Legionella pneumophila (Lp) causes Legionnaires' disease. Upon inhalation, Lp infects macrophages in the lung, and this is followed by severe inflammation. During infection of macrophages, Lp triggers the secretion of pro-inflammatory cytokines. Based largely upon studies done in murine models, the immune recognition of Lp is triggered by certain surface and endosomal Toll-like receptors (TLRs), cytosolic NOD-like receptors, RIG-I- like receptors, and inflammasomes. Recently, in order to discern the effect of Lp type II protein secretion on cytokine elicitation, we used shRNA to generate a panel of human macrophages that are deficient in individual immune components. While utilizing these new reagents, we made a number of observations concerning the recognition of Lp by human macrophages that deviate from / expand upon results obtained with murine cells. These findings include i) a minimal (rather than major) role for MyD88-dependent TLR signaling, ii) a larger role for the TRIF and TRAM adaptors and by extension endosomal TLR3 and/or endosomal TLR4, iii) a major role for the TBK-1 adapter, cGAS and STING, and by inference cytosolic DNA-sensing, and iv) a new role for PKR and likely other cytosolic RNA-sensors. These data call into question the field's long-standing reliance on murine models and indicate a compelling need to further define the innate immune response in human macrophage models. Also, some of our results echo findings from human epidemiological studies that have been largely ignored in recent years. Therefore, we propose to utilize knockdown protocols to discern, in the context of Lp infection of human macrophages (both U937 cell lines and those derived from peripheral blood mononuclear cells), the relative importance of TLR3 and TLR4, cytosolic DNA sensors DDX41, DNA-PK, IFI16, and MRE11, and cytosolic RNA sensors DDX3, DHX9, DHX33, DDX1/DDX21/DHX36. In order to ensure an unbiased investigation of Lp recognition by human macrophages, we will also examine knockdowns of C-type lectin receptors (Mcl, Mincle, Dectin-1, Dectin-2), which have heretofore been entirely absent from Lp studies. Examination of a parallel set of knockdowns in murine macrophages will allow us to unequivocally draw the distinction between human vs. murine infection. This line of inquiry should more readily translate into an increased understanding of and potential treatment for Lp-mediated disease in humans. Also, findings obtained with Lp have implications for other bacteria, especially intracellular pathogens of human macrophages; e.g., TLR3 and the other nucleic acid-sensing pathways have been largely studied in viral infections, and lectin receptors have been mainly examined with fungi.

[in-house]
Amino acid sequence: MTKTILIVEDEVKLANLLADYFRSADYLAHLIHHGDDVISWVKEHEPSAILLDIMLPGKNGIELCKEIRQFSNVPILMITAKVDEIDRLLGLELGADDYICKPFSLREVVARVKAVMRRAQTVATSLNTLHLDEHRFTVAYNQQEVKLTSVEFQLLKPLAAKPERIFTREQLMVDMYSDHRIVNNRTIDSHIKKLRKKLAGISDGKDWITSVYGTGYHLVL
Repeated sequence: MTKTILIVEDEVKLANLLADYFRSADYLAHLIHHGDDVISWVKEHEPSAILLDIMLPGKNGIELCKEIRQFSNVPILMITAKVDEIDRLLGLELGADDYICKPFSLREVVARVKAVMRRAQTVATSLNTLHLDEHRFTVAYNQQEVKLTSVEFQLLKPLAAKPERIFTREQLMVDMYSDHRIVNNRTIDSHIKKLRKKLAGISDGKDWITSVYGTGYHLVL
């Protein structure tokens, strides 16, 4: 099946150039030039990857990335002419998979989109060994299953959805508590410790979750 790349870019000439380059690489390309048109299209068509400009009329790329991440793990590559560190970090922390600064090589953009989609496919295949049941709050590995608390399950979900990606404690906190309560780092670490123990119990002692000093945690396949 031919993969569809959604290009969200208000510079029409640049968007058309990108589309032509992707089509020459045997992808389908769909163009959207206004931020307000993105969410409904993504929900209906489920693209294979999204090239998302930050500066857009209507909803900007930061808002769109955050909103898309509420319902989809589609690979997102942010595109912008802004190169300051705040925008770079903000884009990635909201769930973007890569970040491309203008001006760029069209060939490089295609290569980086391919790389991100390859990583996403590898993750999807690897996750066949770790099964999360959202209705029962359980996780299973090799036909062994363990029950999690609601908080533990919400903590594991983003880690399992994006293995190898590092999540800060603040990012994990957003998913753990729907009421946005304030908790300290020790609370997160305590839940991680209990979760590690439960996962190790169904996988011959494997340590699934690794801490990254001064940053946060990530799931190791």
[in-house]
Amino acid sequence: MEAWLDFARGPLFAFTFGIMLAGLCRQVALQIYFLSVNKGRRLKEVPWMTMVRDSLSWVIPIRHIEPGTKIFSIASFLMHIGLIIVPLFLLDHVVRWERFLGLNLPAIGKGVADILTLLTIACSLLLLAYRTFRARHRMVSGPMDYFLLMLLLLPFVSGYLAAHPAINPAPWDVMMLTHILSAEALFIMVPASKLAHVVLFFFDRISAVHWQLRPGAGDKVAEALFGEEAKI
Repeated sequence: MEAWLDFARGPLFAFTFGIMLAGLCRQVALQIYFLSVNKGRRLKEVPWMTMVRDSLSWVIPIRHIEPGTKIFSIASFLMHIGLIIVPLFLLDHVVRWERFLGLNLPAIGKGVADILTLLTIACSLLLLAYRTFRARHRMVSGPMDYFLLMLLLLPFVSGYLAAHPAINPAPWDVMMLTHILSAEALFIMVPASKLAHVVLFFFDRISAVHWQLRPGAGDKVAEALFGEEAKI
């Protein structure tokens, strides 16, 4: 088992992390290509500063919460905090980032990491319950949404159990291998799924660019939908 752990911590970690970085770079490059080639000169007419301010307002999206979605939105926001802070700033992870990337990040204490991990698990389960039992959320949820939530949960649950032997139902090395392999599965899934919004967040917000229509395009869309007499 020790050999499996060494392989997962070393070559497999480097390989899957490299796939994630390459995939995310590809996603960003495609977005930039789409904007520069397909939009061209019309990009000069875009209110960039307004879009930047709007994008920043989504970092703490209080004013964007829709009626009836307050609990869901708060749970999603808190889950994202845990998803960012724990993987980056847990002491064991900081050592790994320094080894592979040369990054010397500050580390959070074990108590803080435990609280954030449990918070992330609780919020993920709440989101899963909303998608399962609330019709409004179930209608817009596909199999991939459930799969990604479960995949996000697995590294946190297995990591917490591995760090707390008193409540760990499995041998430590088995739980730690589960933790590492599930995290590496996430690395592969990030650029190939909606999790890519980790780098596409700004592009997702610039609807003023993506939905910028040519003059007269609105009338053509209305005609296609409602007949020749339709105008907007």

Intracellular infection of macrophages and the cytokine response of infected macrophages are critical aspects of Legionella pneumophila (agent of Legionnaires' disease) pathogenesis. Applying gene knockdown technology to human macrophages, we have identified a number of pathogen-recognition pathways that were overlooked or discounted in past L. pneumophila studies that used murine host cells. Expanding this analysis, we now aim to uncover those immune signaling pathways that are most important in Legionella infection of humans, with this knowledge having potential to inform disease treatments.